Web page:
DRILLING THROUGH DISCOVERY is the most expensive of the 5 TWO FACE books, but at 259 pages, it’s also the longest. It was by far the most difficult to write simply because so much information had to be assimilated, filtered, transcribed and then analyzed.
Sometimes when you analyze information there’s nothing in it. There’s an aspect to that in Watts’ interview with the FBI. Large segments of monologue start to feel like circular hogwash that doesn’t get you or take you anywhere. It feels bland, even boring.
What made the fifth narrative so difficult was not simply rehashing everything we already know. Instead I wanted to look for new information hiding [or withheld] in the discovery. I wanted to see the negative space between the stars and dots of data and see if something was hiding there.
What was incredibly compelling, was approaching the FBI interview and the subsequent interrogation from the perspective of law enforcement. How much did they really know and how soon did they know it? What didn’t they know? How did they decide to deal with this guy? What was their strategy? When exactly did they decide to tell him what [or some of what] they really knew? How should they say what they needed to say to get him to start giving them something they could really use, instead of endless bullshit?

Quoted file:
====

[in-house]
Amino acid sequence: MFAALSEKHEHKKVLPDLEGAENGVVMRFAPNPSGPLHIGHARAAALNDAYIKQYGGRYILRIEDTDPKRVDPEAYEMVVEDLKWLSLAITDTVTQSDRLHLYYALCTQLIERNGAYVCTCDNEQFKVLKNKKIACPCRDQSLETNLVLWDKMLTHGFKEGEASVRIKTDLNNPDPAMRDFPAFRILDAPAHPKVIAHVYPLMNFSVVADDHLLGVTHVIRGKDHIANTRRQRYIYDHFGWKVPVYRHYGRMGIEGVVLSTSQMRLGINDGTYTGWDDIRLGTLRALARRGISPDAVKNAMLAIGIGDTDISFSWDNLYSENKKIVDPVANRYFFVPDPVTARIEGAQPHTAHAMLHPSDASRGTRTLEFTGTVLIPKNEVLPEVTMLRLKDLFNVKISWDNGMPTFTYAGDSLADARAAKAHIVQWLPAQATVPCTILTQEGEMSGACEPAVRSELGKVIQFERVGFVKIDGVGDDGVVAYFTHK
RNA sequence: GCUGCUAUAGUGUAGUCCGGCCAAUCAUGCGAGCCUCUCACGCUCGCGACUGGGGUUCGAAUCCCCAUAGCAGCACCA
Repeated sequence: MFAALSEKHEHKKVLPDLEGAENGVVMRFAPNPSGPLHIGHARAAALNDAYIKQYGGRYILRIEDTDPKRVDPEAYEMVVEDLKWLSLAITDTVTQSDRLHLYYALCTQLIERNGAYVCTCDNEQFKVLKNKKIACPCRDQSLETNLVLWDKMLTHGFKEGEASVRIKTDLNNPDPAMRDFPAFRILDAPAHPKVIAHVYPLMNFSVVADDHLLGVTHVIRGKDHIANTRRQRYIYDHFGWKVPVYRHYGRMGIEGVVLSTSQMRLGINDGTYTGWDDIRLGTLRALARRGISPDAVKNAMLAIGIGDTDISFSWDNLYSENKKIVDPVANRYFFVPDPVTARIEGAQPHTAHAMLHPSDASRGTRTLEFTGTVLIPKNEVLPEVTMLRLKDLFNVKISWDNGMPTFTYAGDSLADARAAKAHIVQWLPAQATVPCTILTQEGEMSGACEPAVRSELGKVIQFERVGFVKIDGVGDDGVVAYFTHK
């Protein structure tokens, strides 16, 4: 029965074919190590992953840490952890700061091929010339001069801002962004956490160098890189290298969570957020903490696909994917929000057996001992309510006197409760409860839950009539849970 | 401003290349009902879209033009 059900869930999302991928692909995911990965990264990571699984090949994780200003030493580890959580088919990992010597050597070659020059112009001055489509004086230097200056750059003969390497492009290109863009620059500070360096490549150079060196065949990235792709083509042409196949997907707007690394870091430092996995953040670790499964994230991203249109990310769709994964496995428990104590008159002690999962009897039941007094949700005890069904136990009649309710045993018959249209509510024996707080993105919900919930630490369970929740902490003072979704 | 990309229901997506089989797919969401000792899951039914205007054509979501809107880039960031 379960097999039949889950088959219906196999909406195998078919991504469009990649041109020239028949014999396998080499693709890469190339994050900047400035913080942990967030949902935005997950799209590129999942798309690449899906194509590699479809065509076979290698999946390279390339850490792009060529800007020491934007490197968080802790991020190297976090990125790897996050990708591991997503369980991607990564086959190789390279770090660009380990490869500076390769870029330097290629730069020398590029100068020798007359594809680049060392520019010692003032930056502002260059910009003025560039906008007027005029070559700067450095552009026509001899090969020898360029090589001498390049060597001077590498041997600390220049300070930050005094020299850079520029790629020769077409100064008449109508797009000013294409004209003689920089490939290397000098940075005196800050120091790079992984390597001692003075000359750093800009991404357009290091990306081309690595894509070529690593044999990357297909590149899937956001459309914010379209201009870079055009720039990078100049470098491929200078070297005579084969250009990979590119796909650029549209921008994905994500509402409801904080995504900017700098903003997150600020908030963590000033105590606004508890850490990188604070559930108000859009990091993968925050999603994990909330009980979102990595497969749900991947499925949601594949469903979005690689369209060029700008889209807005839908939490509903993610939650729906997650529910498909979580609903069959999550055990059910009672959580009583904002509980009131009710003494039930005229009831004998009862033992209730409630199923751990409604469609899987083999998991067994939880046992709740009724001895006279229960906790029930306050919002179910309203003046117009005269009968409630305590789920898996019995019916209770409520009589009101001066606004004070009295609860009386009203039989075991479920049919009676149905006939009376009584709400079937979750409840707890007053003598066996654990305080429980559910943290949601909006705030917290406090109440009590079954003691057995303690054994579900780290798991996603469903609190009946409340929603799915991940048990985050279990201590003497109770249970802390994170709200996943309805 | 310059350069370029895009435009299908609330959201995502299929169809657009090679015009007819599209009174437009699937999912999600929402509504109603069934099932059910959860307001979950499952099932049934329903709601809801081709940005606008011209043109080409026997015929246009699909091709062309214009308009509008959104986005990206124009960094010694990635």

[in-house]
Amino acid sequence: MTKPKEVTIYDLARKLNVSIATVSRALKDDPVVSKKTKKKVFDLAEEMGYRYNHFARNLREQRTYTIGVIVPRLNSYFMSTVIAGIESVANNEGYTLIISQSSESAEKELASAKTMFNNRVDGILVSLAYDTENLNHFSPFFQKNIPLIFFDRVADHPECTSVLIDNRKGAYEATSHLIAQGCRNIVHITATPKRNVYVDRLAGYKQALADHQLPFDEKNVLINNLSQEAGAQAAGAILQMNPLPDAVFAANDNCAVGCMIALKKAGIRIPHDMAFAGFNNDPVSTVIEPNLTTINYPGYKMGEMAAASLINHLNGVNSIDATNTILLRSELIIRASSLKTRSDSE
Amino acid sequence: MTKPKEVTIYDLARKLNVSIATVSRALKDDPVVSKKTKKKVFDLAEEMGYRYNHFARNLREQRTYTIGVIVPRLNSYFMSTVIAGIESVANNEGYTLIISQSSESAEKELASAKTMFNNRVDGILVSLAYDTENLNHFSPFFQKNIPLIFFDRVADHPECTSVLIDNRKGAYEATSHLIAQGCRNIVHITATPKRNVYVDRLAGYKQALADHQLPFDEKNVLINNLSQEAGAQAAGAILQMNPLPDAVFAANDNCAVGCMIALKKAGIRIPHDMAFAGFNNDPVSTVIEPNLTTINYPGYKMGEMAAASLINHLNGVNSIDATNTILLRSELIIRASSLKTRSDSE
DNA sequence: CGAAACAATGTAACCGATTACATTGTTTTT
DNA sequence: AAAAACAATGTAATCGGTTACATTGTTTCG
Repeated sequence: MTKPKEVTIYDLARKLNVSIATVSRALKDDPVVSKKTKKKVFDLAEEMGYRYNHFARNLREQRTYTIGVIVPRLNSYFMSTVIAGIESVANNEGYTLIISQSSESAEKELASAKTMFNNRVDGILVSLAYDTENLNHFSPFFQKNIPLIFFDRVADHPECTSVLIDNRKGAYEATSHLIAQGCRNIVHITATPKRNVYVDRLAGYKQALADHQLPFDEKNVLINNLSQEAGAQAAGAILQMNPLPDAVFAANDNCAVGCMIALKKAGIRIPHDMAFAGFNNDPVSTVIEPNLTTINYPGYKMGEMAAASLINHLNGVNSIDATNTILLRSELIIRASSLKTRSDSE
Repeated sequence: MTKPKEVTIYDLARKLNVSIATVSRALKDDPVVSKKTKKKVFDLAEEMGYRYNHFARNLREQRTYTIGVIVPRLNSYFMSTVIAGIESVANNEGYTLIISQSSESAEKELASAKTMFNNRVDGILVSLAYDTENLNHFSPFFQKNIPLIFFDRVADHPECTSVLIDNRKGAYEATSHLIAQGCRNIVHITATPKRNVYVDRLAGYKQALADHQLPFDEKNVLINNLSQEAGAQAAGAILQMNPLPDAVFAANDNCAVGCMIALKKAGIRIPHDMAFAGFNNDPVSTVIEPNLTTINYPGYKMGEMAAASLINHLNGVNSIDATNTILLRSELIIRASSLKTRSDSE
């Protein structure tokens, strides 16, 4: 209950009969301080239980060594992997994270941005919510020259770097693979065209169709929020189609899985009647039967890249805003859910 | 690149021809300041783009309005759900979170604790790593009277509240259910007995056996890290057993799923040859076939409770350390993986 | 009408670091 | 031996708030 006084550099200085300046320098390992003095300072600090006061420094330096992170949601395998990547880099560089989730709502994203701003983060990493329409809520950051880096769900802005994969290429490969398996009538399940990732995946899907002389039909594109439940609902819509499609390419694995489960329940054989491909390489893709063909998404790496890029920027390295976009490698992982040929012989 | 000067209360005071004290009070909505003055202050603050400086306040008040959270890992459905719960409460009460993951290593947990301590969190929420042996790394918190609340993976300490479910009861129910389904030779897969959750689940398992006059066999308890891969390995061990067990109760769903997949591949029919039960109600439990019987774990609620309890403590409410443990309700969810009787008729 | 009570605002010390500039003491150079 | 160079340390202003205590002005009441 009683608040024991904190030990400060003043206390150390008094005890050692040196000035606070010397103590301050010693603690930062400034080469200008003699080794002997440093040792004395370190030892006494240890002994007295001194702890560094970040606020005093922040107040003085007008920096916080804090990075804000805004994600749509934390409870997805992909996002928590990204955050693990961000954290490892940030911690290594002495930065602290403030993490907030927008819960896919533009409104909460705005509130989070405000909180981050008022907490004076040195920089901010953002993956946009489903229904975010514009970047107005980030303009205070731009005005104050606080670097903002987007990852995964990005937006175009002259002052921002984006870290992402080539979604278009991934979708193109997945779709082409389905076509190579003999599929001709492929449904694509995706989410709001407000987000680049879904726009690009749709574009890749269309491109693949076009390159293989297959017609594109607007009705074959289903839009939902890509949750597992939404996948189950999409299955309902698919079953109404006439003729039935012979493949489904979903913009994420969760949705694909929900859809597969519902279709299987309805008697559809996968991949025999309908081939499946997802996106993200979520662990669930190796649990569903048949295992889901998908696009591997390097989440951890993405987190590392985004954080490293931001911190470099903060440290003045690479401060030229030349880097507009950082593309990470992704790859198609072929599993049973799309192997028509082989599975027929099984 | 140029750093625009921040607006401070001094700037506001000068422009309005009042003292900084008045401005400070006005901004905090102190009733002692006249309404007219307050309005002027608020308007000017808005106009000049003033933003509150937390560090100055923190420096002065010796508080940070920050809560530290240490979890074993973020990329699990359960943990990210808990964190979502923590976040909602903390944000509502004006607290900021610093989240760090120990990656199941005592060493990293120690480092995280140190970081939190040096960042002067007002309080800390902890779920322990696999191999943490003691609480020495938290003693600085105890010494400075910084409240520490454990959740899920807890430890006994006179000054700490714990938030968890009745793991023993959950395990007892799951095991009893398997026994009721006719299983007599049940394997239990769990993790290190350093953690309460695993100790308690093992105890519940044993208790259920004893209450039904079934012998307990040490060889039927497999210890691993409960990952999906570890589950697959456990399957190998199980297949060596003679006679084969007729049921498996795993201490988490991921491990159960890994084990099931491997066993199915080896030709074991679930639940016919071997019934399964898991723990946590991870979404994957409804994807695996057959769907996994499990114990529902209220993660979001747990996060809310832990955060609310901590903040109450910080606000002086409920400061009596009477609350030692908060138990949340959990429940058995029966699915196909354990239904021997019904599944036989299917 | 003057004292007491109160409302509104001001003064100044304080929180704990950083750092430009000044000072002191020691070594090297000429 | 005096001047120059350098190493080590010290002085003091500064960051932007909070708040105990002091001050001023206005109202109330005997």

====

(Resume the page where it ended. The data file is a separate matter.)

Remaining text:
It was also weird how I initially regarded Agent Coder as the “bad cop” in the interrogation, and Agent Lee as the friendlier, more benign “good cop”. But as the interrogation goes on, Coder seems to soften, and Lee seems to harden. It’s amazing to follow and watch, and readers are recommended to click on the many links provided at crucial parts of the questioning process.
The other aspect that was difficult but very meaningful was putting the timeline pieces into place. This contextualized the puzzle and makes many things that are puzzling or strange, less odd. For example, Watts seems to be one of the dumbest criminals in high-profile true crime history. But a cursory look at the timeline reveals an obvious and understandable reason for why he made some elementary mistakes.
It was also interesting to see where the research took the original theories, such as the contentions that the children were murdered first, and that Shan’ann was murdered earlier in the morning, not later.
It’s taken a long time, and it should, but after five narratives we’re only starting to figure out the enigma that is Chris Watts. What I didn’t expect was for a psychological symptom many of us are [or were] very familiar with to reappear in this story. It seems all this talk of narcissism has blinded us from something else all of us know all too well, not only about ourselves but each other.